12 Jun Traveling with Food Allergies
Planning a trip can be stressful for anyone. Traveling with a food allergy can be particularly challenging but with confidence and planning, it can be achieved. Follow these planning tips when traveling domestically or abroad.
• Study your destination. There are many allergy-friendly resorts/theme parks that welcome food allergic travelers and will go out of their way to accommodate specific dietary needs. Disney, Universal, and Sea World are all great examples of parks that have adopted food-allergy policies in their dining facilities.
• Research other food/restaurant options at your destination and call ahead to see if they will accommodate your needs. Prepare yourself as best you can so that you are not scrambling last minute.
• Know where medical care is available. Travel with a doctor’s note and know your health insurance coverage prior to leaving so that you are prepared in case of emergency.
• If traveling to a foreign country, consider traveling with translation cards so you can communicate with locals. You might also consider purchasing a safety sign.
• When flying by air, consider the following practices: fly early as planes are cleaned overnight, let the airline know about the allergic traveler when booking as well as checking in, arrive early and try to pre-board so you can wipe down the seat and tray table, pack wipes, 2 sets of auto-injectors, inhalers, antihistamines, paper plates, napkins, and safe food.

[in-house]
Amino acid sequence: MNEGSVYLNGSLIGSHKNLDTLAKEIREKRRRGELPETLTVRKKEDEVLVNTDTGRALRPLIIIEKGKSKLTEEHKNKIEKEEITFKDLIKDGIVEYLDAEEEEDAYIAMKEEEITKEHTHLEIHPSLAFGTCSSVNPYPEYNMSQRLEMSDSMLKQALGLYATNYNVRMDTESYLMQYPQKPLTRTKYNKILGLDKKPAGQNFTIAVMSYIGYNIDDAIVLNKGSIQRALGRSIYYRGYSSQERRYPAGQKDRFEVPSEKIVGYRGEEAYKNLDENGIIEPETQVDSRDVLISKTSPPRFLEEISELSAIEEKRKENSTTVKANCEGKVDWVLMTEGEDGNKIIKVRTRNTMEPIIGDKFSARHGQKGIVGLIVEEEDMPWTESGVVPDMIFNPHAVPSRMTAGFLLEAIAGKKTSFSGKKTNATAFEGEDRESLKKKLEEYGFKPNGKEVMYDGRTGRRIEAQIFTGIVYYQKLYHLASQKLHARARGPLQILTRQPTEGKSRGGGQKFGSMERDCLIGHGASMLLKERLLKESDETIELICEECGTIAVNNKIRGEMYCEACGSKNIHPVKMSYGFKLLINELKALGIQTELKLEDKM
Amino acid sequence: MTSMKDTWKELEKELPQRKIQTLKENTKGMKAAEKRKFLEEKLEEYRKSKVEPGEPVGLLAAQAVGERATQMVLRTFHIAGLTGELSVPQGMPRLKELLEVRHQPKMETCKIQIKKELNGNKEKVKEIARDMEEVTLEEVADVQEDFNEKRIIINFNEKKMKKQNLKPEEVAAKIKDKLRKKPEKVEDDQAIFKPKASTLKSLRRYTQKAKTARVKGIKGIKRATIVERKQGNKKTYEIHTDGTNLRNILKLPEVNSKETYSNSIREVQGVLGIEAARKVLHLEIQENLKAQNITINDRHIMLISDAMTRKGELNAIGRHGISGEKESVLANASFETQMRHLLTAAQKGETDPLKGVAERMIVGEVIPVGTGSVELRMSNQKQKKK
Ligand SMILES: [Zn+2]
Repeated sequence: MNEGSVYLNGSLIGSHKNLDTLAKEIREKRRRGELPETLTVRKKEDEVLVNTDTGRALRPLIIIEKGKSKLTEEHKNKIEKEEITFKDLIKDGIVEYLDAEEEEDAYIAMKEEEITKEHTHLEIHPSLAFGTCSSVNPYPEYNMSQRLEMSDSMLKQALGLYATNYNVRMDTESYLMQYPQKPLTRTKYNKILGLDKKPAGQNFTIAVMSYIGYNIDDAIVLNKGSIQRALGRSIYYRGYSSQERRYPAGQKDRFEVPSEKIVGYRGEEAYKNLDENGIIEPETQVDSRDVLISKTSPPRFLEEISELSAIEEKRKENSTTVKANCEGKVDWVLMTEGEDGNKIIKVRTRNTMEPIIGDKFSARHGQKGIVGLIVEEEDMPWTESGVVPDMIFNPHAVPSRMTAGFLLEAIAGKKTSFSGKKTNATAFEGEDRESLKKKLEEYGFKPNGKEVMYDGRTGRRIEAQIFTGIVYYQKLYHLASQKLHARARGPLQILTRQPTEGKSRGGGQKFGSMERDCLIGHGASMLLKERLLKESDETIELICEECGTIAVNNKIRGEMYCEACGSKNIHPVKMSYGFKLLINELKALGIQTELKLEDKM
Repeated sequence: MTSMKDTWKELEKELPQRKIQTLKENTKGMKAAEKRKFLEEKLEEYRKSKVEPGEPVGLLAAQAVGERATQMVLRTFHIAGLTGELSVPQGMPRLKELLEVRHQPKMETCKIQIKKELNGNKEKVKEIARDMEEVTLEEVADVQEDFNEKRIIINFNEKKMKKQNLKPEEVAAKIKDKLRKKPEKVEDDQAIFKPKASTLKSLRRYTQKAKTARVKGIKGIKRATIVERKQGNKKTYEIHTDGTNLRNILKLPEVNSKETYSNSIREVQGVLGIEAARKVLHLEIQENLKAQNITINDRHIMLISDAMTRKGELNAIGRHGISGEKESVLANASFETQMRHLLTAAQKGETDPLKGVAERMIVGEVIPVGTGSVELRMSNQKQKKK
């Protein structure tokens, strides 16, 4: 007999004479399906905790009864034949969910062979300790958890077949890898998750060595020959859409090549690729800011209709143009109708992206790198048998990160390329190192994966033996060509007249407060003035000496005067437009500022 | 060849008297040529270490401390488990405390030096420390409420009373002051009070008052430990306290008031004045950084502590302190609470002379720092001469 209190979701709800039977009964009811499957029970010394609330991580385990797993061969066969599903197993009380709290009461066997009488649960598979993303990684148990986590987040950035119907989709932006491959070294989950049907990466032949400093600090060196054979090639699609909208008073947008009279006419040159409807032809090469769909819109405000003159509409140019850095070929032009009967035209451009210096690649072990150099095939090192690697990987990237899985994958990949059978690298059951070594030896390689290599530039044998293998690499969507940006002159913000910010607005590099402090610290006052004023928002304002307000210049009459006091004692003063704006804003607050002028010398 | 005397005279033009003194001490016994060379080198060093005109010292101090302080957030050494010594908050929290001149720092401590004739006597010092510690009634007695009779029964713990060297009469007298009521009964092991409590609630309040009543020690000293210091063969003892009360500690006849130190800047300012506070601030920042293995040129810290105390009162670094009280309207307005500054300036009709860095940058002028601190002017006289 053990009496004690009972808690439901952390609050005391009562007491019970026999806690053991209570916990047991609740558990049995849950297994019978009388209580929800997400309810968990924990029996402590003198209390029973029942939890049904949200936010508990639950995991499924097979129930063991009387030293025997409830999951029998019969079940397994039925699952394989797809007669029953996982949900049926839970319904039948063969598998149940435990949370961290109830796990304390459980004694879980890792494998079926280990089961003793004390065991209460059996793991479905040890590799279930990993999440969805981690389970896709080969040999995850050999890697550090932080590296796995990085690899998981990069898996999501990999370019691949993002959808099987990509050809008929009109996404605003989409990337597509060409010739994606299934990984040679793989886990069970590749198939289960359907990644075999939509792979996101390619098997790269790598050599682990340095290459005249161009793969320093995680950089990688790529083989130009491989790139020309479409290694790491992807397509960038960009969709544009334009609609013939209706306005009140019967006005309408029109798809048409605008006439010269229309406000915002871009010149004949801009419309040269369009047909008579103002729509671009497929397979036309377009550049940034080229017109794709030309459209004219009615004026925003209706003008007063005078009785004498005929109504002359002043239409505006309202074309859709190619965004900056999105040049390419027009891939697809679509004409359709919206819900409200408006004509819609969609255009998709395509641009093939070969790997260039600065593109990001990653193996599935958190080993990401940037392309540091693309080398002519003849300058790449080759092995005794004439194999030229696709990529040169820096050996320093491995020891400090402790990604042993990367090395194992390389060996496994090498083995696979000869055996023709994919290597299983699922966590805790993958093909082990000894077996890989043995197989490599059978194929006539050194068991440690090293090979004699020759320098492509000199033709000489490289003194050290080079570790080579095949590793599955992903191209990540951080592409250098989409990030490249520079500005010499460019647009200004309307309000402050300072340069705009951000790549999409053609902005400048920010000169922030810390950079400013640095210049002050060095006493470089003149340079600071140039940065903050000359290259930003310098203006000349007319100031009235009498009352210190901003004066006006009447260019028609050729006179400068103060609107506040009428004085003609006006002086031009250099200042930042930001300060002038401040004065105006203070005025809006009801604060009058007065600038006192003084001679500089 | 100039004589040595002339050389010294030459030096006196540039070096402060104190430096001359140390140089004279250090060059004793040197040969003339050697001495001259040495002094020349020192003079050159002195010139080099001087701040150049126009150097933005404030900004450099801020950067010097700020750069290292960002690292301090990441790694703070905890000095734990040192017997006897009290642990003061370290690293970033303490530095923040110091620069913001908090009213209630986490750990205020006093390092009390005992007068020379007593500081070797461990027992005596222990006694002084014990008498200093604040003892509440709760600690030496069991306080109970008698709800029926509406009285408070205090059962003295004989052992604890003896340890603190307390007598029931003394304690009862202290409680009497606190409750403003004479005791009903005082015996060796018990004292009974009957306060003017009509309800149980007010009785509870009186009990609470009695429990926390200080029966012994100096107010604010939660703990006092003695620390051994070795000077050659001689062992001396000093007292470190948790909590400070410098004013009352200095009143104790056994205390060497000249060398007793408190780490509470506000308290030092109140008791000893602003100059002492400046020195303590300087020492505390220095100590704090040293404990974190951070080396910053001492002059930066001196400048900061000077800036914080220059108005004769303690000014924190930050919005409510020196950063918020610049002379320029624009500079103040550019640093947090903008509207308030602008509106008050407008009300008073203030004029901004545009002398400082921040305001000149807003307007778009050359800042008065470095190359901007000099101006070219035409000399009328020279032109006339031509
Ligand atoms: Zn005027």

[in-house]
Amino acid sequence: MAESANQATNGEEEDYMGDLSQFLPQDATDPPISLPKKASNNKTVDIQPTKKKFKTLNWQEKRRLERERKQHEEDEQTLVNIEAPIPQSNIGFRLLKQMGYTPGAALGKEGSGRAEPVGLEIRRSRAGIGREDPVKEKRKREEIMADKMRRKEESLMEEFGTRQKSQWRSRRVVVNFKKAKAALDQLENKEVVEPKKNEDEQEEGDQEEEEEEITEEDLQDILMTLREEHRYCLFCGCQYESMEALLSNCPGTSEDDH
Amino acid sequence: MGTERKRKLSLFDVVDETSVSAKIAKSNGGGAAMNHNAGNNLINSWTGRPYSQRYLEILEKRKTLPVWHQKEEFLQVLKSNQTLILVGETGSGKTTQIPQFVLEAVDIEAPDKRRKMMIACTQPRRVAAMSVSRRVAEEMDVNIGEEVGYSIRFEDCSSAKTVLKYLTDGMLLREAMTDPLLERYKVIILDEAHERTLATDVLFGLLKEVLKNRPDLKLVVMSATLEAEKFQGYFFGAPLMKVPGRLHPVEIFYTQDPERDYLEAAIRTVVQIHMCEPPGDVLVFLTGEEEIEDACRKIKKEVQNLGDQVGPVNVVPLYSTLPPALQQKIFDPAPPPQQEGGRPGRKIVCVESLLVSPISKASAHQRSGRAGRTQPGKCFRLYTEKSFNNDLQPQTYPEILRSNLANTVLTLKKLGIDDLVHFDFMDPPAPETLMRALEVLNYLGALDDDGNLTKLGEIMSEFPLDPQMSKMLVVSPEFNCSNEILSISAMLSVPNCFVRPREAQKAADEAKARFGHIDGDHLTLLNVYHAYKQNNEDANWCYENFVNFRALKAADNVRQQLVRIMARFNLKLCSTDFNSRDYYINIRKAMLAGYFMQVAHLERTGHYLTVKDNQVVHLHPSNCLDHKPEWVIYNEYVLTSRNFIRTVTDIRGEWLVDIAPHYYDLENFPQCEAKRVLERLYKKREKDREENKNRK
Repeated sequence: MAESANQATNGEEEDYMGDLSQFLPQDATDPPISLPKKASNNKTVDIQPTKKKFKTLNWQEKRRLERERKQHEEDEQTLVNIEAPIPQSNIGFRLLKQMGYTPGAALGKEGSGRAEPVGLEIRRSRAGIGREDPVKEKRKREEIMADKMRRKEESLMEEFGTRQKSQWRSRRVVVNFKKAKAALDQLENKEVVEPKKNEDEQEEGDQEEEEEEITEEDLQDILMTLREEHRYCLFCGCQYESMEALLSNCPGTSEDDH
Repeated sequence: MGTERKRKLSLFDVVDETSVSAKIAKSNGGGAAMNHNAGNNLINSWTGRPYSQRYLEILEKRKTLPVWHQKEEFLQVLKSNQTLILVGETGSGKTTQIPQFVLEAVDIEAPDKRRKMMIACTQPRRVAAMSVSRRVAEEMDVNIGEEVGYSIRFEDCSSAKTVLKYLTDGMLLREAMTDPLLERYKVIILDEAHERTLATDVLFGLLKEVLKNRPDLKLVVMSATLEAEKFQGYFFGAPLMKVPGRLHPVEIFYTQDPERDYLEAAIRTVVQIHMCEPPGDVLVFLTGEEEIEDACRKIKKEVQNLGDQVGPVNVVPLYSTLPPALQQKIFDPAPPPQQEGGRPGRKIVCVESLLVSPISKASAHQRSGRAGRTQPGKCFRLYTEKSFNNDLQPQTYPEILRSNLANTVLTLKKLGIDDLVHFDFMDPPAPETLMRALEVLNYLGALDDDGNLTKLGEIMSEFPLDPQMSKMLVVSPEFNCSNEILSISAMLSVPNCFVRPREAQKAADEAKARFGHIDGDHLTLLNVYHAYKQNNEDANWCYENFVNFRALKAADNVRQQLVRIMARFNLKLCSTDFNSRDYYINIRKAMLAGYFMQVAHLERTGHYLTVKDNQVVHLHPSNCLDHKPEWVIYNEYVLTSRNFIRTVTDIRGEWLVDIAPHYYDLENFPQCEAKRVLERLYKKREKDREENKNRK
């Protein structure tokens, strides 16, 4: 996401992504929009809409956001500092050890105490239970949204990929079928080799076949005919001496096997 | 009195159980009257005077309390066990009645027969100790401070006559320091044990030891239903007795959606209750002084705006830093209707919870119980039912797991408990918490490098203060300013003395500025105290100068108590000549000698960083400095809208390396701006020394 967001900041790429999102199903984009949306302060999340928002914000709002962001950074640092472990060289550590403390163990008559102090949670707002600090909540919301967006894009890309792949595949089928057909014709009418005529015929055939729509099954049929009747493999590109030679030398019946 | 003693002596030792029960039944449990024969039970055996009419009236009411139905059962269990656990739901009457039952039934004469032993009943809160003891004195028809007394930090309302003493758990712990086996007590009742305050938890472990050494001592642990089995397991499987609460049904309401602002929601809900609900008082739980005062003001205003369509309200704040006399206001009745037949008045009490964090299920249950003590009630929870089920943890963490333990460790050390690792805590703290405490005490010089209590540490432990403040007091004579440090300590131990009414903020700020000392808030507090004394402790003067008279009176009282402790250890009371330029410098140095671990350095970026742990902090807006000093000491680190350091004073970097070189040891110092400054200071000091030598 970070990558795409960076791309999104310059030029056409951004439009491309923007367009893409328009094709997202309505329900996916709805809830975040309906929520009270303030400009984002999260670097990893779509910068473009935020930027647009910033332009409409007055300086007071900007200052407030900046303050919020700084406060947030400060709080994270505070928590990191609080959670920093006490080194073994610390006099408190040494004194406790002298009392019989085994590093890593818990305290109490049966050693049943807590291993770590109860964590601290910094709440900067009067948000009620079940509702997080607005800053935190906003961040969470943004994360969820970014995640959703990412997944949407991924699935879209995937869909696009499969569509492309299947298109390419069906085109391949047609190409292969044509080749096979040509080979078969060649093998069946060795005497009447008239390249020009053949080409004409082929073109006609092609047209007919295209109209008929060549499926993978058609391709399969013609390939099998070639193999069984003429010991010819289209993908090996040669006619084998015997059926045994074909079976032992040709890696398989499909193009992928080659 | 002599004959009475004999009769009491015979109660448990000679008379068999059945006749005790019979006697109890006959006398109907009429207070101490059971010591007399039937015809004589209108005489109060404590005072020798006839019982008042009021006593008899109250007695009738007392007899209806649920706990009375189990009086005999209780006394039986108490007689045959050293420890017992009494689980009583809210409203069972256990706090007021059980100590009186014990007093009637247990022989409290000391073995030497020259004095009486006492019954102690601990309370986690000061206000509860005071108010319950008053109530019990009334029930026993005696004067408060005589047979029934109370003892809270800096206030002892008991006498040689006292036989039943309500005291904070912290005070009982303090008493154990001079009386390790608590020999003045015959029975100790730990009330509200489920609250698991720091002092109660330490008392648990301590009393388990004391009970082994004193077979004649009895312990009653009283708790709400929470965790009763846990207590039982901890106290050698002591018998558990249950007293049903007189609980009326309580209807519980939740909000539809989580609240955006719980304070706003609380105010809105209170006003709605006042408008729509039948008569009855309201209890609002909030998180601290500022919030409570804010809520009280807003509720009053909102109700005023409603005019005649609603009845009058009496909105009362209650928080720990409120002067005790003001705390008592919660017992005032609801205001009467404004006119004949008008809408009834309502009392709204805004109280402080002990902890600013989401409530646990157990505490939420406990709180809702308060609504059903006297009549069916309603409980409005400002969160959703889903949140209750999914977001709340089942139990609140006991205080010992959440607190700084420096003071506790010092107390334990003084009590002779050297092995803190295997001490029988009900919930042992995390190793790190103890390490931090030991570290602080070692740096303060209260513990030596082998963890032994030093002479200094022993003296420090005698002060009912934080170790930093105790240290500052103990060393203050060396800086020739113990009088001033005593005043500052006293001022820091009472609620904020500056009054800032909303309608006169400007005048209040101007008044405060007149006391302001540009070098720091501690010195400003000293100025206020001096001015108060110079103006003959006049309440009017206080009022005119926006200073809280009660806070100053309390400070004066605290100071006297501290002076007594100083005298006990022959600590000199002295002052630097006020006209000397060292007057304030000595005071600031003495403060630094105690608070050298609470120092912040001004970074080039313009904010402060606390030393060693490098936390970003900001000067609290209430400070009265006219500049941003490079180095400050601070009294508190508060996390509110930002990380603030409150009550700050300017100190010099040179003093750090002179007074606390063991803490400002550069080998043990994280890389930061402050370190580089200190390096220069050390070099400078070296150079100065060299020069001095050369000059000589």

• Wear a medical ID bracelet and/or carry a wallet card that identifies the allergy. This is particularly important for an individual who is traveling on their own.
• Try to stay in a place where you will have control over your own food. A full kitchen can be useful or even just a fridge and microwave can be helpful. If these options are not available to you, consider shipping a box of food to your destination. Pack up foods that are: hard to find, nutrient dense, easy to prepare and that travel well.
• Consult with others. Read blogs, join support groups, work with travel agents, use social media, and ask other food allergy travelers about their experiences.
• Visit local grocery stores and supplement what you have brought from home. If traveling to a foreign country, learn the names of the particular allergen, how you might see it on a food label, and the foods it is commonly found in.
• Above all, enjoy your trip without making food the focus. There are so many wonderful aspects to traveling that don’t involve food. Make those other activities your focus and enjoy your time away.